The perioperative care of a patient undergoing kidney transplantation is organized around one relatively straightforward conceptual goal: protect the kidney. Although fluid therapy remains the first therapeutic approach to maintaining or restoring circulatory function in every patient undergoing kidney transplantation, a coherent evidence–based perioperative strategy for fluid management in this setting has been elusive with a dearth of—and a desperate need for—large-scale, well-designed fluid interventional and hemodynamic trials. Examining the acute effects of intraoperative fluid management on outcomes after kidney transplantation is challenging because fluid therapy and hemodynamics are inseparably linked and are critical to renal circulation.
The consensus statement of the Committee on Transplant Anesthesia of the American Society of Anesthesiologists (ASA) guidelines1 published in Transplantation underscores the importance of perioperative fluid intervention—with respect to achieving favorable patient outcomes—in the context of kidney transplantation. Such recommendations are commendable and serve as a tool to overtly inquire, through a microscopic lens, into the traditionally clandestine aspects of fluid therapy for transplant recipients. Although such recommendations may deeply challenge our habits, attitudes, and beliefs about perioperative fluid therapy for the transplant recipient, they also contribute to our overall pursuit of the Holy Grail in this setting—appropriate fluid management. Is it too simplistic a view to consider, on their own as independent predictors of outcome, both “volume” and “type” of fluid administered and the use of goal-directed therapy to monitor volume status? Or should we pursue and consider, as a comprehensive fluid management strategy, a broader understanding of the combined effects of interrelated factors?
While we eagerly await larger trials in the transplant setting to control each of the above elements concurrently, the ASA consensus statement should not be seen as a pivotal and authoritative position statement for fluid intervention. Rather, it should be viewed as shaping and fostering a collaborative approach that bestows upon the fluid landscape in kidney transplantation a prerogative to interject, question, consider, and—maybe at times—even assert. In doing so, the guidelines extend into kidney transplant medicine, generally, and the often-blurred fluid management boundaries between nephrologist, anesthesiologist, physician, intensivist, and transplant surgeon. We should welcome these recommendations as a soundtrack to important conversations. Whether we choose to yell, sing, or chant about these guidelines, they voice to the kidney transplant community that collaborative, interdisciplinary, well-funded, multicenter, and well-designed randomized controlled trials are urgently needed for this patient population.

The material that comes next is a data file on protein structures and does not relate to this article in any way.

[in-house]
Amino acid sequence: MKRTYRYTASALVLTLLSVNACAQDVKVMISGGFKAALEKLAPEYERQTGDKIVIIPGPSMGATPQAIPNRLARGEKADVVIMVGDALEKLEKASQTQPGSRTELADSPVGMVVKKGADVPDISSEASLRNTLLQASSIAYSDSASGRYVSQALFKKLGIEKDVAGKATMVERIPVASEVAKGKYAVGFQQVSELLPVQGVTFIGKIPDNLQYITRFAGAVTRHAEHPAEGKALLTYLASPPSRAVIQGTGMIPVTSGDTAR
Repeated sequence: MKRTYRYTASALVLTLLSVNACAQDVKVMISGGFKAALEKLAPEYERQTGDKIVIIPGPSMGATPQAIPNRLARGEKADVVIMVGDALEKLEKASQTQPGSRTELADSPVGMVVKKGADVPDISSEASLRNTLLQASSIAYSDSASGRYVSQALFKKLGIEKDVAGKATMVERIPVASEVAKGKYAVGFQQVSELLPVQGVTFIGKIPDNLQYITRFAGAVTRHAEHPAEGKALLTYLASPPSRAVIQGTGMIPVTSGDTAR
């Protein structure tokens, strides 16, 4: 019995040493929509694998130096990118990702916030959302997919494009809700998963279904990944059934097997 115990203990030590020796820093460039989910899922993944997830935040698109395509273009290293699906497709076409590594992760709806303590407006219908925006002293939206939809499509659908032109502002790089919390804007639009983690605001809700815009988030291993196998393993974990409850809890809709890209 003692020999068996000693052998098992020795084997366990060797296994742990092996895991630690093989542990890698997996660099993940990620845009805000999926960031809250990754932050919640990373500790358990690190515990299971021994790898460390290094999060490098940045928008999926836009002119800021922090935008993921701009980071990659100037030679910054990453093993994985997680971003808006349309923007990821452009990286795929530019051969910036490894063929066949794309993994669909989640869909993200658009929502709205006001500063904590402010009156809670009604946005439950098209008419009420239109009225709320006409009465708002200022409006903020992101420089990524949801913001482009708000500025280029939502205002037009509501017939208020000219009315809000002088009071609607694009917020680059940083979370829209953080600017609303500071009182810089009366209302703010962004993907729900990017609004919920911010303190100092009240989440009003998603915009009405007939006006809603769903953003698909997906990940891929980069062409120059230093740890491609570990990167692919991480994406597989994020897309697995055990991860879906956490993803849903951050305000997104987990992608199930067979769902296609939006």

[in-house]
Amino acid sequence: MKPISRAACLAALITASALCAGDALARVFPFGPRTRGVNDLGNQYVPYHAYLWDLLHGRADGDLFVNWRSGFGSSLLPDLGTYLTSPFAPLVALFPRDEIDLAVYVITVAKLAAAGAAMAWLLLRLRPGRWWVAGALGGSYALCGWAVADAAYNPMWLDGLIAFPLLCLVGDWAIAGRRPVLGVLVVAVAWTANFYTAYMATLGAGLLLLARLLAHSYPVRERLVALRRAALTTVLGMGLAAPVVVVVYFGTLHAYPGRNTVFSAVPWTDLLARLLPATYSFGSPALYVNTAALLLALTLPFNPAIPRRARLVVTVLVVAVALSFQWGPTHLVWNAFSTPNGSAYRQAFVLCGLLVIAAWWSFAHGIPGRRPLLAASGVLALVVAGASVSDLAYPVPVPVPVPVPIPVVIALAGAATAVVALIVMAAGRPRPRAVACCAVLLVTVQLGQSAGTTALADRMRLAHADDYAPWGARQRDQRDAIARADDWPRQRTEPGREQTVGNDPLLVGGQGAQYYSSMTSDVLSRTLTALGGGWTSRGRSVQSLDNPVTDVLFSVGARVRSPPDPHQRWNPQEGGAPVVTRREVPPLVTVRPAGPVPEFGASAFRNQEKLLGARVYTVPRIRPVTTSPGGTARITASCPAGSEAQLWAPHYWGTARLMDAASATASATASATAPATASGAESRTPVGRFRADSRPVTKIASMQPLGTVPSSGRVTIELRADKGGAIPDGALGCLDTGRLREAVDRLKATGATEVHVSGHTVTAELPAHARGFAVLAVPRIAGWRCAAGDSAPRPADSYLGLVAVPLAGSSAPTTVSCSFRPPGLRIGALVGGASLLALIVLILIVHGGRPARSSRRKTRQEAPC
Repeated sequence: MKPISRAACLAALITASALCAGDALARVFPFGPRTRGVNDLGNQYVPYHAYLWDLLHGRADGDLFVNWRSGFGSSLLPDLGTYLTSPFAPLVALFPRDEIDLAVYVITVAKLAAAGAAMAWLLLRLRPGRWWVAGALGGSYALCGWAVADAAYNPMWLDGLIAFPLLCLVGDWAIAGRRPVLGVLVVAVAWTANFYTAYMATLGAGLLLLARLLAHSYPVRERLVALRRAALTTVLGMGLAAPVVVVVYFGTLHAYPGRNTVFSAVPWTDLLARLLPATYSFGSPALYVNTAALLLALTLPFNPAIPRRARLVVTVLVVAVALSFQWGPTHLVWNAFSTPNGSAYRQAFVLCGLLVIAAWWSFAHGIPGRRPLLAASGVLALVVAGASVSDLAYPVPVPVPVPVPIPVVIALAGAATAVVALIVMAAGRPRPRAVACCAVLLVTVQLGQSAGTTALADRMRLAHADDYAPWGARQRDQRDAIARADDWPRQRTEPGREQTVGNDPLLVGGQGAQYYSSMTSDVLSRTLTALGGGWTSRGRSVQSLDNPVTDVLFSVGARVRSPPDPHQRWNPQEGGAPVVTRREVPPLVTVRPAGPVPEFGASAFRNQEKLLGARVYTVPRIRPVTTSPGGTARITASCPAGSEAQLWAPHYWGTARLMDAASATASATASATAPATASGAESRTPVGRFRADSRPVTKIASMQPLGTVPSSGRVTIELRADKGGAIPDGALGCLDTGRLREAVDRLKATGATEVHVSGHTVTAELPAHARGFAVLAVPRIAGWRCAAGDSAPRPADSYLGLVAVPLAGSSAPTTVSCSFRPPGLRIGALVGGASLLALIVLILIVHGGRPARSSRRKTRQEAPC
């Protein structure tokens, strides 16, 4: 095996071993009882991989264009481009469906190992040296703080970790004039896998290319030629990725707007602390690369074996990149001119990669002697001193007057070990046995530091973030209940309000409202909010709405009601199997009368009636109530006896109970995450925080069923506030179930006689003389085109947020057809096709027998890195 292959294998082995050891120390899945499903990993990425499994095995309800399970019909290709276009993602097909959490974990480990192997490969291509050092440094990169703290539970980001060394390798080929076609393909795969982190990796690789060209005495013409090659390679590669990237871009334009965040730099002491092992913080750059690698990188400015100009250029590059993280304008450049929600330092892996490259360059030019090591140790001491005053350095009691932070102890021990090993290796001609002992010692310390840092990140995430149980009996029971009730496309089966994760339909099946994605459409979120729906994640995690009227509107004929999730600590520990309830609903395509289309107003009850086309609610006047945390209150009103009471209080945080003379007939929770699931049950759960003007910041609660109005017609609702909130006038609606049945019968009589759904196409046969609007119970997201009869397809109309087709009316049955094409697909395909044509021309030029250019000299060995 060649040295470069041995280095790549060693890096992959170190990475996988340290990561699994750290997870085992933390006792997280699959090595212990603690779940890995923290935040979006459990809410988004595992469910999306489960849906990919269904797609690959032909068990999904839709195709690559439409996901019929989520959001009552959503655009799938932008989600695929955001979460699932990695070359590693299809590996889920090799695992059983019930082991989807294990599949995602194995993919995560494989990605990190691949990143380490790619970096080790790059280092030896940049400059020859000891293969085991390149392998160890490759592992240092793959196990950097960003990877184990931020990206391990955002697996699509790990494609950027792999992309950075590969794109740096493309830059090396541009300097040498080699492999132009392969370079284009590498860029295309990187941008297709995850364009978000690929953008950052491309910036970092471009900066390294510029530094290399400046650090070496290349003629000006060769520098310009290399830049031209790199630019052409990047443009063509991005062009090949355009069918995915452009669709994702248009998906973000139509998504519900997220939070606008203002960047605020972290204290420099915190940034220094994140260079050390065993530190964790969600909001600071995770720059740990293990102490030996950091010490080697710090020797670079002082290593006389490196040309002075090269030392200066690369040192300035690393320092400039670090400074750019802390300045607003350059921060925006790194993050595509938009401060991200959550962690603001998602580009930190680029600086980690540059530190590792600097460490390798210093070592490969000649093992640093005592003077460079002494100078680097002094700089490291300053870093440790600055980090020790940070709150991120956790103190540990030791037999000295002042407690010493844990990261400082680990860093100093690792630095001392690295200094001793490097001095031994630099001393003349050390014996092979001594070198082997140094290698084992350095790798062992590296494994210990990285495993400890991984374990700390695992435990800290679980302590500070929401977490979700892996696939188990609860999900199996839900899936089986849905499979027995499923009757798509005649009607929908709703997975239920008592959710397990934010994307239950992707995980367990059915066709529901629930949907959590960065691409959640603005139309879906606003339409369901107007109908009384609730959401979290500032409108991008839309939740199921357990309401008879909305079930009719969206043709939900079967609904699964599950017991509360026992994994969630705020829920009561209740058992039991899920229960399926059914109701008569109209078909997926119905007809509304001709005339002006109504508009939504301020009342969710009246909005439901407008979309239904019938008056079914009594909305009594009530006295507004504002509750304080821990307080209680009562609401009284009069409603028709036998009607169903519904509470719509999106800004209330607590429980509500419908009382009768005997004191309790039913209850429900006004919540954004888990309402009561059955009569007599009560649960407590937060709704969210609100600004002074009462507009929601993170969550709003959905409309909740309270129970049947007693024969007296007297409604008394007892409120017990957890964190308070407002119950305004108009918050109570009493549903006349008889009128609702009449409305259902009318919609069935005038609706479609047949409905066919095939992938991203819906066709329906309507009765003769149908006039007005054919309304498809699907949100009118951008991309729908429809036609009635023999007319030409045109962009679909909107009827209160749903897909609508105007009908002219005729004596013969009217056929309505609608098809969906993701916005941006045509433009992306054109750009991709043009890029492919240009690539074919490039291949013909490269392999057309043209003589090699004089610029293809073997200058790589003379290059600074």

What does the consensus statement by Wagener et al1 state? How should we translate the current body of evidence for our practice? Based on the Grading of Recommendations, Assessment, Development, and Evaluations system to assess evidence,2 the Committee on Transplant Anesthesia of the ASA makes the following 4 strong recommendations for fluid management in kidney transplantation:
- Do not routinely use albumin over crystalloids.
- Avoid the use of starch.
- Do not use central venous pressure (CVP) as an endpoint for fluid administration.
- Balanced crystalloid solutions are at least equal, if not better, than 0.9% saline.
Finally, the ASA committee makes 1 weak recommendation against the use of large volume fluid administration or “high CVP.” The committee recommends that similar principles to the approach to fluid management be followed for both deceased-donor and living-donor kidney transplantation.
Although these recommendations are a maritime map that chart important islands in the otherwise amorphous and disorienting sea, we must be clear that recommendations are not evidence. The strength of each recommendation in favor of or against an intervention reflects the extent to which the ASA committee is confident that the desirable effects of an intervention outweigh its undesirable effects, or vice versa, respectively, across the range of kidney transplant patients for whom the recommendation is intended.3 A strong recommendation is not necessarily a high-priority recommendation, nor should it be confused with strong evidence. Likewise, some may interpret the term “weak recommendation” as the kidney transplant patient experiencing an unintended negative effect or may confuse it with weak evidence; however, these terms are often conditional, and practices should always be contextualized before being applied. For example, the ASA committee strongly cautions against the use of starch (grade 4 strength of recommendation). However, in a transplant patient with critical and ongoing bleeding that is refractory to crystalloid resuscitation, the use of a starch (if albumin was not available) as part of the resuscitation armamentarium may be justified; moreover, it may be beneficial for that individual patient.
The notion of “large volume fluid administration” or “high CVP” being “not recommended” should be interpreted cautiously. Acknowledging the limitations of extrapolating results of trials of patients undergoing “nontransplant surgery” to those undergoing “kidney transplantation,” the Restrictive versus Liberal Fluid Therapy for Major Abdominal Surgery trial4 investigated the outcomes of 3000 high-risk patients undergoing major abdominal surgery and randomized patients to either a restrictive or liberal volume of fluid. Importantly, patients recruited into Restrictive versus Liberal Fluid Therapy for Major Abdominal Surgery trial had similar characteristics to many patients undergoing kidney transplantation. The study reported an increase in perioperative complications in patients who received a more restrictive volume of intravenous fluid (median 3.7 L during and within 24 h of surgery, according to a weight-based protocol) compared with the liberal volume group (median 6.1 L within 24 h of surgical start). Moreover, a significant increase in the risk of acute kidney injury and surgical site infection was observed in the restrictive administration group. Translating these findings to kidney transplant patients is not perverse given the similarities of the patients enrolled in the study; nonetheless, this underlines the urgency and importance of undertaking high-quality, large, randomized, multicenter clinical trials in kidney transplantation to confirm or refute the findings of smaller studies.